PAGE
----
This blog is part of a weekly series called “Medal of Honor Monday,” in which we’ll highlight one of the nearly 3,500 Medal of Honor recipients who have earned the honor of wearing the U.S. military’s highest medal for valor.
By Alex Snyder, Defense Media Activity
What makes a man a hero?
For Lawrence Joel, it was one selfless act.
Joel was born on George Washington’s birthday, Feb. 22, 1928. His family was desperately poor, living in the slums near Winston-Salem, North Carolina.
With ten children to feed, there was never enough money to go around. Joel regularly wrapped his feet in burlap sacks to hunt for coal to heat his family’s shack. He was chronically absent from school, often because he didn’t have clothes to wear.
At age 8, Joel was taken in by Clayton Samuel and his family. Samuel owned a truck that he sold wood, coal and ice out of. It became Joel’s job to sound the auto brake drum on its side, alerting customers in the country towns.
Joel was by all accounts, average.
He attended the local schools where he made average grades. He was of average build and a mild manner. However, he wished to escape poverty and North Carolina. At age 17, Joel joined the Merchant Marines. A year later, he joined the Army on his birthday in 1946.
He got out of the Army in 1949, held a number of jobs, and met his wife Dorothy while serving as a civilian inspector of artillery shells at Fort Meade, Maryland.
In 1953, just as the Korean War was ending, Joel rejoined the Army as an airborne medic.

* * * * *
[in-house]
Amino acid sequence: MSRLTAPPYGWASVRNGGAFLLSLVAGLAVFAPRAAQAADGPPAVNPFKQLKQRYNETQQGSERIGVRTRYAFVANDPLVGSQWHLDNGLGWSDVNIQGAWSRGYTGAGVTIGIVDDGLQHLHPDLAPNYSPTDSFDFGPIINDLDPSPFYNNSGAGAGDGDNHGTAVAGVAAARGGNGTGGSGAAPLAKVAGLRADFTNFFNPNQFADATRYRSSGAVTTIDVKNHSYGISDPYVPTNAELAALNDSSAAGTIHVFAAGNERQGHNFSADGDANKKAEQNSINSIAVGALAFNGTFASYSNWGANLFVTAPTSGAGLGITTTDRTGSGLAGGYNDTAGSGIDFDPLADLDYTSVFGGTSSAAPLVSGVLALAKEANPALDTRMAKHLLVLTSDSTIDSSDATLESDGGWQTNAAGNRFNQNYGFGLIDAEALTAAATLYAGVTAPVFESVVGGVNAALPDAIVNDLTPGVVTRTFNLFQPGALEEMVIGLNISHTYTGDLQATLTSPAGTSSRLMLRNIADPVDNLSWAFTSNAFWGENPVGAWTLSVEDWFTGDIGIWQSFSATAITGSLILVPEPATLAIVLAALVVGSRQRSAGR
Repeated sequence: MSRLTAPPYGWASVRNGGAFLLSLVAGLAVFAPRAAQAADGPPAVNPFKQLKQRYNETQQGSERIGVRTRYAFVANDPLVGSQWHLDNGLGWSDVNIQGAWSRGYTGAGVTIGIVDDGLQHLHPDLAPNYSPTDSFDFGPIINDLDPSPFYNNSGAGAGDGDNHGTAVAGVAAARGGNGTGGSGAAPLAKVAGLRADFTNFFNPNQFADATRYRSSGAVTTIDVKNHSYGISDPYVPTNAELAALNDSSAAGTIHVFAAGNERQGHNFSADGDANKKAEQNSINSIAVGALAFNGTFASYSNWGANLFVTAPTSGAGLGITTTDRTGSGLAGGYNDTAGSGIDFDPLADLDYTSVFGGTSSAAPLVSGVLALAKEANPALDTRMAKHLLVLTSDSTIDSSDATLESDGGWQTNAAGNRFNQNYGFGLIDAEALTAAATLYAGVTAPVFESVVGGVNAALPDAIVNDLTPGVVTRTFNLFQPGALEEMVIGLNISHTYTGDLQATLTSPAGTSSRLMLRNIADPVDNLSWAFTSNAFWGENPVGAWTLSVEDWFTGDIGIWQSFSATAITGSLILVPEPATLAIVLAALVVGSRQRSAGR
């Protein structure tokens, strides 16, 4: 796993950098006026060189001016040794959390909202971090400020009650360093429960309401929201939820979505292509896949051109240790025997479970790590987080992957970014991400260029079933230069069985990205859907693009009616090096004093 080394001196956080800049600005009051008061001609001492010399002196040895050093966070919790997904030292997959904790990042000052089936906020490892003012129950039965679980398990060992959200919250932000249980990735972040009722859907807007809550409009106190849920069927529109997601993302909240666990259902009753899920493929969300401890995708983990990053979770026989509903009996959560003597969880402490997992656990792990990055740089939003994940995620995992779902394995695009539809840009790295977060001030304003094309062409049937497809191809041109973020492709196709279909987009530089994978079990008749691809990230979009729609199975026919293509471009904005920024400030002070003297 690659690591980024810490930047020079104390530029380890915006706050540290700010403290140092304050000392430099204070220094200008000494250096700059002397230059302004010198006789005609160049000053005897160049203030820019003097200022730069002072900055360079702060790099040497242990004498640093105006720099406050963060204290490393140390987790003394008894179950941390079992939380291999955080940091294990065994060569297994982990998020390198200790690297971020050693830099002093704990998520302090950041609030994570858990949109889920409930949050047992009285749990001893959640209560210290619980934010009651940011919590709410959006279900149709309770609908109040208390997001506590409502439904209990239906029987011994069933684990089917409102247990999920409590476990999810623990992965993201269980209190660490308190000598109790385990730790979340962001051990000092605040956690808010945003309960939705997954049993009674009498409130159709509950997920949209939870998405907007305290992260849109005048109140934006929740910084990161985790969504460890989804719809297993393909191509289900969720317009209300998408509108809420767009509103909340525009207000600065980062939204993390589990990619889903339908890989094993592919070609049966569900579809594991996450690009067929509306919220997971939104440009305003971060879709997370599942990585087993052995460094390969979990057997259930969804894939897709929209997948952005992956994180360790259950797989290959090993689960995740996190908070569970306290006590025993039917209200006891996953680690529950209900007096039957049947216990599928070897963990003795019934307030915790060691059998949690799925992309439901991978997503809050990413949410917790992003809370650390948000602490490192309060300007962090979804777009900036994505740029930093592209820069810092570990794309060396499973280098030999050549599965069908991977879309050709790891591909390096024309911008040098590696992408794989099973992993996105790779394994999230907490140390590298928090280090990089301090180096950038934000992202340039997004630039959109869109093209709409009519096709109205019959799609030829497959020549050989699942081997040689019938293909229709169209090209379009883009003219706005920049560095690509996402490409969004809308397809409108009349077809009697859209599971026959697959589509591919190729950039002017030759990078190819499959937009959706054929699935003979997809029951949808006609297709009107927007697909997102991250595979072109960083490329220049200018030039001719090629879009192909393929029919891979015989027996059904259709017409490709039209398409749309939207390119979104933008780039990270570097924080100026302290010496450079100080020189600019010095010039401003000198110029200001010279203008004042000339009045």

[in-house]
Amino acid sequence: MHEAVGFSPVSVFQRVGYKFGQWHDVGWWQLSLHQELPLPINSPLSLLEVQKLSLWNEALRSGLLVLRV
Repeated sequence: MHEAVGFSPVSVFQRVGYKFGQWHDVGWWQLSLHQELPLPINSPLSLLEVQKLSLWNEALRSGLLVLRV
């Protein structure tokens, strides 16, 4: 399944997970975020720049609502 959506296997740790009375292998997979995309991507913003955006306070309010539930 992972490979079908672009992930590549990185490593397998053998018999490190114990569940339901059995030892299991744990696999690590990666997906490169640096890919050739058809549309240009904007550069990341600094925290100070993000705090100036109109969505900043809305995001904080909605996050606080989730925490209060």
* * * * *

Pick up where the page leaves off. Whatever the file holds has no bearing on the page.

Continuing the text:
He had a tour in Lebanon, and in Alaska he received a citation after treating troopers burned in a personnel carrier explosion. He patched up broken bones that inevitably followed paratroop drops.
Joel went to Okinawa in November 1964, to join the 173rd Airborne Brigade. Five months later he was in Vietnam. He’d never treated any battle casualties, and he’d never seen any action.
That was before Nov. 8, 1965, and 16 hours of hell.
While searching the hot, sticky jungle, Joel’s unit encountered nearly 700 Viet Cong soldiers. In the ensuing battle, Joel was wounded twice. One slug struck him in his calf. Another hit him in a thigh.
After being wounded the first time, Joel bandaged himself and gave himself a shot of morphine, then went back to working on the wounded, treating 13 soldiers and saving the life of one who had suffered a serious chest wound, before his supplies were exhausted.
“I found a stick on the ground with a little crook in it,” Joel later recalled. “I broke it about waist high and sort of cradled my arm in it so I could hobble around. That way I could make it from one man to the next — sort of fall down beside him, then pull myself up on a tree or something when I finished.”
Throughout the fighting, Joel ignored warnings to stay out of the line of fire and continued attending to the wounded men.
After the battle, his commanding officer said, “Joel was definitely not worried about getting wounded. Usually, when you hear metal flying, the normal inclination is to get as low as you can or to get something between you and the flying metal. But not Joel.”
Joel spent three months recovering from his wounds in a hospital in Saigon, Vietnam. He was awarded the Silver Star, and later, the Medal of Honor, by President Lyndon B. Johnson. He was the first living African-American to receive the Medal of Honor since the Spanish-American War ended in 1898.
“I’m glad to be alive,” Joel said, after the Medal of Honor presentation in the White House Rose Garden. “I just wish I could have done more. I’ll never say I deserved the medal. That’s just not for me to say. It was my job.”
Joel retired from the Army as a sergeant first class in 1973 and died in 1984 from complications from diabetes. He was buried in Arlington National Cemetery.
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